Monday, June 15, 2009
Last week we saw the story of New York Metropolitan Transit Authority train yard workers who pull down overtime pay on the order of $200,000 a year on base salaries in the range of $60,000 to $70,000.
Hey, that's a lot of overtime pay! A logical question that popped to mind (though not pursued here at the time) was: how many overtime hours did those guys have to put in to earn that much? Well, let's guesstimate...
Earning time-and-a half totaling $200,000 on a salary of $60,000, assuming a base work week of 40 hours, would require another 89 hours of work a week .... plus the original 40 hours ... for a total of 129 hours of work per week ... every week of the year!
And 129 hours a week divided by a five-day work week is 25.8 hours a day. So let's assume a seven-day work week. That's still 18.4 hours a day, seven days week, every week of the year.
Geeze, to get paid for that many hours, it looks like they'd have to get paid for sleeping.
And guess what ... they were!
So after getting paid for say 24 hours of overtime on a "job" that didn't have to be done to begin with, one gets to go home and get paid double-time for another eight hours of watching TV or sleeping it all off....
They get cash for catching Zzzz's!
An arcane union rule allowed 34 Long Island Rail Road grease monkeys at a Queens maintenance shop to earn a total of $2.5 million in overtime last year, and some of that staggering sum was paid just for heading home and going to bed, The Post has learned ...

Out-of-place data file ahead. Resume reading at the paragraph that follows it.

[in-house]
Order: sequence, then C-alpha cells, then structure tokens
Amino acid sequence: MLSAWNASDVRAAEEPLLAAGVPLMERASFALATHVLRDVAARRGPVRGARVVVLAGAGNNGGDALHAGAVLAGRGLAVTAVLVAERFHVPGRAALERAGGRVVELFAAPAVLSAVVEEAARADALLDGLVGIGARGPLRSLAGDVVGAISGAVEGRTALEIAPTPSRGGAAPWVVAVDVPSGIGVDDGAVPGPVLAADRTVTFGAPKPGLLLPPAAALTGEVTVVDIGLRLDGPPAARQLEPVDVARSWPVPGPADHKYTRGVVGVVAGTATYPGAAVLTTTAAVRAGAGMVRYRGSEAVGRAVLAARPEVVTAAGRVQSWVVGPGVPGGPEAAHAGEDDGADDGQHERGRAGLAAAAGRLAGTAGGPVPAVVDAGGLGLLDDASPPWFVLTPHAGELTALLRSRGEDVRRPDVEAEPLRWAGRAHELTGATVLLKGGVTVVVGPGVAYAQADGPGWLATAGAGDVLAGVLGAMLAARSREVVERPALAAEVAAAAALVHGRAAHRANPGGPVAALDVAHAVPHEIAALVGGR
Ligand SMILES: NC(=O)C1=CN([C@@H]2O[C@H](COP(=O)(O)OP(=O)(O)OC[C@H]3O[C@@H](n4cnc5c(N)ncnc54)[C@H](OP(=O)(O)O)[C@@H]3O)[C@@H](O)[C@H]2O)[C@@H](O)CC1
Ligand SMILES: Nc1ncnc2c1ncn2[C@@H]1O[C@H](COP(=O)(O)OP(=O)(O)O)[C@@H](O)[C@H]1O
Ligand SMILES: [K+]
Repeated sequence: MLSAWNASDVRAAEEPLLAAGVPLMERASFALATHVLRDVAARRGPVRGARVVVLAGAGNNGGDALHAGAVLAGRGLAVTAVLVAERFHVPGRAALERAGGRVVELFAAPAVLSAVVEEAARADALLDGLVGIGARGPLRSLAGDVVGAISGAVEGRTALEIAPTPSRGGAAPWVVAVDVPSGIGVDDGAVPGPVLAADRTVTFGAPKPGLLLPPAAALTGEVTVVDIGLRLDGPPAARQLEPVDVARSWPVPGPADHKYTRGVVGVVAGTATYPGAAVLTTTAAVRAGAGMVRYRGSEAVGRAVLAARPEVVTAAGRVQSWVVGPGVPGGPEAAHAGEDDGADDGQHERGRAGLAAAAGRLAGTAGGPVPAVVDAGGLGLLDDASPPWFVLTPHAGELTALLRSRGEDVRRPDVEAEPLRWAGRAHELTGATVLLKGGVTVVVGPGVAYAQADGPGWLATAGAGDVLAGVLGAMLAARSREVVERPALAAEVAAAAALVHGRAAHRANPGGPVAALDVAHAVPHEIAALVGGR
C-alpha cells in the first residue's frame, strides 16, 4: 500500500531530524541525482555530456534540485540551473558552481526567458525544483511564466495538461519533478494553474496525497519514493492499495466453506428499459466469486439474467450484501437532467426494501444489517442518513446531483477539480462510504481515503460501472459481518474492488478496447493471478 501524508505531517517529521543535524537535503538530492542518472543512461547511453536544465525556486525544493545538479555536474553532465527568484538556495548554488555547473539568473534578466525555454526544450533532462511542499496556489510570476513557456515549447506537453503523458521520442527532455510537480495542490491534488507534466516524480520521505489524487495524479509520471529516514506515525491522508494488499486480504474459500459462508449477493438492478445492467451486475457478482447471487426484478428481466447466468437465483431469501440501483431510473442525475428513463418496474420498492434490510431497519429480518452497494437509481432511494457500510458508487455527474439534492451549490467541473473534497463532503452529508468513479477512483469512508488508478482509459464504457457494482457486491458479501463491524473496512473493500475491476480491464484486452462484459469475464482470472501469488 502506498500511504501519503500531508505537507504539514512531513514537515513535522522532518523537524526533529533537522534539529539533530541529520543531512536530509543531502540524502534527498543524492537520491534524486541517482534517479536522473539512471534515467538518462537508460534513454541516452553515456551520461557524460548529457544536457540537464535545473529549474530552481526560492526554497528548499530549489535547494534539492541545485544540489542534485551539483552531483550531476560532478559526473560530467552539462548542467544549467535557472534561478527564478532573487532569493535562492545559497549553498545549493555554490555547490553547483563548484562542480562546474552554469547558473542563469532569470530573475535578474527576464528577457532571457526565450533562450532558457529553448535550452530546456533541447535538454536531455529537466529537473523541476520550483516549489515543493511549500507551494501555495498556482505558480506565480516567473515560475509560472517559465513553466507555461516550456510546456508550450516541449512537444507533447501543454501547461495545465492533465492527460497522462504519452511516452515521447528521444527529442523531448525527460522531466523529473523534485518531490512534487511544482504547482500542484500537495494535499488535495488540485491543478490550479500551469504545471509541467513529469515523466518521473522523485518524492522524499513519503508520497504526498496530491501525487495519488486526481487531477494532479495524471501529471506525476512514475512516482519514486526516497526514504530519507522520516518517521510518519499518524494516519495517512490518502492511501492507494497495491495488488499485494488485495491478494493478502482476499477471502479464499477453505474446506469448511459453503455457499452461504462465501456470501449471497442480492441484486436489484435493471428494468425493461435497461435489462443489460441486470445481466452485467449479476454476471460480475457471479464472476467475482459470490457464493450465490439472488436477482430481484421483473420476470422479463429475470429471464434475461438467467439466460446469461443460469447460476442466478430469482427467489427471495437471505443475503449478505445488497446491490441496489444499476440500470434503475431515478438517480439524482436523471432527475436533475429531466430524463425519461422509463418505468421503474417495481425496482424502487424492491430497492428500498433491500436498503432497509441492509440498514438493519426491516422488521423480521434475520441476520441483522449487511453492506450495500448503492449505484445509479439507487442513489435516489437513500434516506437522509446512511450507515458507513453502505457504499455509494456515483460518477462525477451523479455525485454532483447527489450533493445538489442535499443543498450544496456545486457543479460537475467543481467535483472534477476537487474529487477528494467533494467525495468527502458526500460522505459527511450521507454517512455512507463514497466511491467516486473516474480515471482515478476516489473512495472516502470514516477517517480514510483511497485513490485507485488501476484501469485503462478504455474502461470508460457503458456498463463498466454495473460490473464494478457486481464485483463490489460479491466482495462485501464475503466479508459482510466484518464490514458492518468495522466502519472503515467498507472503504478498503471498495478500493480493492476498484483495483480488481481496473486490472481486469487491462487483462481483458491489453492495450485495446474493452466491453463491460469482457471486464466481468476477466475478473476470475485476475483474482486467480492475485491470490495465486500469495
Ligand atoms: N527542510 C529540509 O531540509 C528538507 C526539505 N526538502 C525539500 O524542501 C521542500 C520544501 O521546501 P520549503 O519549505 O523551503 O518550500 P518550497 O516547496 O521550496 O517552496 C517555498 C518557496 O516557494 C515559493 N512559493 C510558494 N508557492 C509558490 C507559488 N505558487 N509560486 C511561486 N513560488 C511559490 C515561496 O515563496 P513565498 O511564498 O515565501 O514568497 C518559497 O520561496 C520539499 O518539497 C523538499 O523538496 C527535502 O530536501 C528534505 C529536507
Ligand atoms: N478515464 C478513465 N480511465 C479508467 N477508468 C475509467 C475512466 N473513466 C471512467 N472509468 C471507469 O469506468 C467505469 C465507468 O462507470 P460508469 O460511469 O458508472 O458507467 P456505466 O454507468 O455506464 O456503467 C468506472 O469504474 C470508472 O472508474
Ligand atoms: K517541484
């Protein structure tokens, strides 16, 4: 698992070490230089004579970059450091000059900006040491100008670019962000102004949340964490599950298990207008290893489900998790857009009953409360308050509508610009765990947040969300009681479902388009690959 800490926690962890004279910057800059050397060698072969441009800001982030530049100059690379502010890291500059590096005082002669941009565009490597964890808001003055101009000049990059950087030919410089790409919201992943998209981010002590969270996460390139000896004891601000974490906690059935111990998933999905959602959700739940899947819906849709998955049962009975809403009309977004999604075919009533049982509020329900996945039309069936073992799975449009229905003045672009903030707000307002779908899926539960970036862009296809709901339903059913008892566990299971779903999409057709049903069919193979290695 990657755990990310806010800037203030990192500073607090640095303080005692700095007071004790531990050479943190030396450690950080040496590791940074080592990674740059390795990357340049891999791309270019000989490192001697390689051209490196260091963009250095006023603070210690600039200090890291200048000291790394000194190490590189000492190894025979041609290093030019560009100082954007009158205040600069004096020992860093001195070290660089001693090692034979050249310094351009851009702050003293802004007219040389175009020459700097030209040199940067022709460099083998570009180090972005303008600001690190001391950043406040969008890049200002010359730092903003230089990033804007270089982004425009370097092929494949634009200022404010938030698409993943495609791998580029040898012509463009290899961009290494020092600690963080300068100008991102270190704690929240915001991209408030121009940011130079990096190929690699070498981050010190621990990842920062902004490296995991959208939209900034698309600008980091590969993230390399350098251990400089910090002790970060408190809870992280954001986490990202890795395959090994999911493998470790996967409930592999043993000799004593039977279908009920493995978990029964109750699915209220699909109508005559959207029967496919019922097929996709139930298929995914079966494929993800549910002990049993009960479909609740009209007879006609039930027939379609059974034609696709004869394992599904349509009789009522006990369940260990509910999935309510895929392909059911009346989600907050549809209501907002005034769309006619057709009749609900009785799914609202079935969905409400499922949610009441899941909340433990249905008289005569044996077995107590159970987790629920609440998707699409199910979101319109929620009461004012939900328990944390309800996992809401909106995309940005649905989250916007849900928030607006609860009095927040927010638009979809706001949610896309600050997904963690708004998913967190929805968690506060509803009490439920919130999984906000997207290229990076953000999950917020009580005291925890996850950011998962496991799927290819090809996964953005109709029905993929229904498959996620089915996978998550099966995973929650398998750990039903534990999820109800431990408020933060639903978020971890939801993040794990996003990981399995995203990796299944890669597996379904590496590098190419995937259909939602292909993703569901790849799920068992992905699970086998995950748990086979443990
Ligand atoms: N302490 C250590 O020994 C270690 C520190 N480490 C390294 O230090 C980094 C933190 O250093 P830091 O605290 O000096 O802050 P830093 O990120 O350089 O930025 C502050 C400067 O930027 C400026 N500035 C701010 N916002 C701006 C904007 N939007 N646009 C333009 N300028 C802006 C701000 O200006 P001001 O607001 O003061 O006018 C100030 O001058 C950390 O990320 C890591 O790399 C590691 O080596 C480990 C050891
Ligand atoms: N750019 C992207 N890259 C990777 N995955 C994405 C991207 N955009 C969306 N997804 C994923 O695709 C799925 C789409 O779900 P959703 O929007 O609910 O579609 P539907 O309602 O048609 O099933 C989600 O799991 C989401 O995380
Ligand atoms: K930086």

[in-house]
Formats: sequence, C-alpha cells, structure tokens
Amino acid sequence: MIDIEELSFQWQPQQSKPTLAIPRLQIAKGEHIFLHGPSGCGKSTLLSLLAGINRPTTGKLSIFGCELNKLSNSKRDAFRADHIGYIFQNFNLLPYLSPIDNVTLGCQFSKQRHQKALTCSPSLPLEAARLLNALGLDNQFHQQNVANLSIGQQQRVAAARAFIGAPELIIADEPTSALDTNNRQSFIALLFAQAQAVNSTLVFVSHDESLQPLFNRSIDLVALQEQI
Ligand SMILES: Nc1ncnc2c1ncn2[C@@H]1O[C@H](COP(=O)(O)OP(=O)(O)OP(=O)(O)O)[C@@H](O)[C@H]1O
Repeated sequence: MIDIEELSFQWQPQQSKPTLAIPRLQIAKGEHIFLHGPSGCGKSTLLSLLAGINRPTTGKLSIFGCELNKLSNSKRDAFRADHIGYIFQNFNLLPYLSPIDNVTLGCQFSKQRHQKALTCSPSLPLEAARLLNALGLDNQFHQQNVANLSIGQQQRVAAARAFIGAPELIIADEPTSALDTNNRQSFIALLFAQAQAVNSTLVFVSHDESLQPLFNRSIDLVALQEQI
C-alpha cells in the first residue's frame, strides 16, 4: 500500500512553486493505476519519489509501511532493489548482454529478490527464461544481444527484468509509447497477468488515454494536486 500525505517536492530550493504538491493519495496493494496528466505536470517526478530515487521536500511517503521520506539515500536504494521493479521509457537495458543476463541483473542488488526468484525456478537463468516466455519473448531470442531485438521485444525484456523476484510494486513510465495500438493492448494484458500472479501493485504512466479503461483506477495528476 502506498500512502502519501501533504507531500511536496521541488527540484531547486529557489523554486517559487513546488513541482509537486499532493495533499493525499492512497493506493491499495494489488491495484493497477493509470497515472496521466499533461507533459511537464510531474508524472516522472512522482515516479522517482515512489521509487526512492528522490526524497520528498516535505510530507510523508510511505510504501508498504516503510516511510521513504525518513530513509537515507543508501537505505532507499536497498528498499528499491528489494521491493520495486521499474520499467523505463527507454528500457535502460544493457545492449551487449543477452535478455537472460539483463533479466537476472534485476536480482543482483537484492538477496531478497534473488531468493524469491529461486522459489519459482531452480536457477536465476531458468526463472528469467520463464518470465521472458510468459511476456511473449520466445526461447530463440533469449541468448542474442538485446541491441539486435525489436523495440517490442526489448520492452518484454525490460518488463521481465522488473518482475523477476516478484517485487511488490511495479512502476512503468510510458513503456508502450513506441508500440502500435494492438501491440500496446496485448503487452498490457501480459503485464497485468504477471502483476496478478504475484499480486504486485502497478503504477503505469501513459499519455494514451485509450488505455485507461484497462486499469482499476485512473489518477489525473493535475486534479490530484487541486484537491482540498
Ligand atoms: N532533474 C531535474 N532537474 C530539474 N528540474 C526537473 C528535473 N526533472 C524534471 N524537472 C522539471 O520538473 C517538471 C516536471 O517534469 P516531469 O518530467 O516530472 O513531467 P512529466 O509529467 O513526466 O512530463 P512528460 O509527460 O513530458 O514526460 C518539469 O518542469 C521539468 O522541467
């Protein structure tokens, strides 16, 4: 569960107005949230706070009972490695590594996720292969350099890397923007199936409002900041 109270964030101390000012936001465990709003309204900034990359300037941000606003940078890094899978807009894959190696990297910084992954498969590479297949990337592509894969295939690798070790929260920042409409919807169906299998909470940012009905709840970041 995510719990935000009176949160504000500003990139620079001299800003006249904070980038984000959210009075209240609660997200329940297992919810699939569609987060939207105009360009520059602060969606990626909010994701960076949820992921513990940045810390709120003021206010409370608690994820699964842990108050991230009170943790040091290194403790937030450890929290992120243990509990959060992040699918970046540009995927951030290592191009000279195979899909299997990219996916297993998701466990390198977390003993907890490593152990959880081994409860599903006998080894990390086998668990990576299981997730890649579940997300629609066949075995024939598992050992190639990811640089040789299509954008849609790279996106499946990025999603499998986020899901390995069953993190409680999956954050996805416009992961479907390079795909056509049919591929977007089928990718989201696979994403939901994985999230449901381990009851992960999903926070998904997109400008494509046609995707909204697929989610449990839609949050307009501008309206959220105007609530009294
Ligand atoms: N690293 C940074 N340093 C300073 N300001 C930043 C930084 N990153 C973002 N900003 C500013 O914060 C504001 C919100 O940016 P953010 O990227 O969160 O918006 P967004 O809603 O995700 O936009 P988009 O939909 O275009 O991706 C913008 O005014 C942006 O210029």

Under the rule, the railroad is required to fill vacant slots on all work shifts -- regardless of whether the manpower is needed -- allowing senior repairmen to pick up enormous amounts of extra hours.
If a repairman is out sick or goes on vacation, for example, the rule requires the shift's empty slot to be filled by another mechanic, even if he's not needed or on OT.
There were hundreds of instances last year when mechanics worked 24 to 32 hours straight, racking up time-and-a-half and double-time pay. The system then dictates that these OT kings be sent home to collect an additional eight hours of pay for no work.
Many accrue 40 consecutive hours of pay in a single stretch, ringing up a full week's wages in less than a day and half.
And the gravy train doesn't stop there. Another mechanic can then pick up the vacant slot left by the sent-home worker and receive time-and-a-half pay.... and while one is getting paid double-time for sleeping at home, someone else gets to step in and collect time-and-a-half for doing the very same job. Which leaves the MTA paying, what, triple-and-a-half time, for a job that didn't have to be done at all.
Plus there's the salary of the guy out on vacation that the other two are filling in for. Quadruple-and-a-half time?
'Nuff said. Because as a New Yorker who's paying that fare hike and the new taxes for that bailout, I can't bear to say any more.
As The Post reported last week, the biggest earner was Ronald Dunne, who took home $283,373 -- nearly $220,000 in OT...
The huge paydays come at a time when the MTA ... approved a 10 percent across-the-board fare hike and got a $2.3 billion taxpayer bailout to plug a gaping hole in its 2010 budget.